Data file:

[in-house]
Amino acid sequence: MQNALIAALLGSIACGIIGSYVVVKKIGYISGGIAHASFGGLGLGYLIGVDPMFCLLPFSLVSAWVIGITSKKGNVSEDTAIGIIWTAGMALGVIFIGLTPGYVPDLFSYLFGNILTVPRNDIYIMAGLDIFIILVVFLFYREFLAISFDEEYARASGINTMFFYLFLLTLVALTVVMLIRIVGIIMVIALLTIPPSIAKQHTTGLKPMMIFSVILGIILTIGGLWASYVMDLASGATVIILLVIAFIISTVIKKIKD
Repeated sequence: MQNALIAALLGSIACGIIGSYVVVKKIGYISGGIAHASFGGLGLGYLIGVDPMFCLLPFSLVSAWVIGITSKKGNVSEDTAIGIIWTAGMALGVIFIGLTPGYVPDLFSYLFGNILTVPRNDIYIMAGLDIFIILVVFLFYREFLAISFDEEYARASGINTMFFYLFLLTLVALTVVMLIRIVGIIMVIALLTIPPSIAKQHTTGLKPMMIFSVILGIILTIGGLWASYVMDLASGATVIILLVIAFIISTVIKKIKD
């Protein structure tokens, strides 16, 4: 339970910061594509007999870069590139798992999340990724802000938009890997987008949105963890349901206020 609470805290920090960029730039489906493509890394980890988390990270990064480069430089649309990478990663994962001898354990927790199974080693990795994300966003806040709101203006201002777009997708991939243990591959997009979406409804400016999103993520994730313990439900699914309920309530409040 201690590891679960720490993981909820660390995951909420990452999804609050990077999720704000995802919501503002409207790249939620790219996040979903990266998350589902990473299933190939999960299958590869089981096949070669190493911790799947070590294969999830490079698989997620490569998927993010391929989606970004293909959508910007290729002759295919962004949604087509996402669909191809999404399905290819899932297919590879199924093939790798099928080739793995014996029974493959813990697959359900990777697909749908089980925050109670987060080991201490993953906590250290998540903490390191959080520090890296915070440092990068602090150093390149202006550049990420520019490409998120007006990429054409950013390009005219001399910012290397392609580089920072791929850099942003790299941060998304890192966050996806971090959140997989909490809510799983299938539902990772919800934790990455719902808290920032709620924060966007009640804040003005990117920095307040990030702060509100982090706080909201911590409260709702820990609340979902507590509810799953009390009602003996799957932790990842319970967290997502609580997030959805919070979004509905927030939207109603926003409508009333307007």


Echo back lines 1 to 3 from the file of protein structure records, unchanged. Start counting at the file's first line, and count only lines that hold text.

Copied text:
[in-house]
Amino acid sequence: MQNALIAALLGSIACGIIGSYVVVKKIGYISGGIAHASFGGLGLGYLIGVDPMFCLLPFSLVSAWVIGITSKKGNVSEDTAIGIIWTAGMALGVIFIGLTPGYVPDLFSYLFGNILTVPRNDIYIMAGLDIFIILVVFLFYREFLAISFDEEYARASGINTMFFYLFLLTLVALTVVMLIRIVGIIMVIALLTIPPSIAKQHTTGLKPMMIFSVILGIILTIGGLWASYVMDLASGATVIILLVIAFIISTVIKKIKD
Repeated sequence: MQNALIAALLGSIACGIIGSYVVVKKIGYISGGIAHASFGGLGLGYLIGVDPMFCLLPFSLVSAWVIGITSKKGNVSEDTAIGIIWTAGMALGVIFIGLTPGYVPDLFSYLFGNILTVPRNDIYIMAGLDIFIILVVFLFYREFLAISFDEEYARASGINTMFFYLFLLTLVALTVVMLIRIVGIIMVIALLTIPPSIAKQHTTGLKPMMIFSVILGIILTIGGLWASYVMDLASGATVIILLVIAFIISTVIKKIKD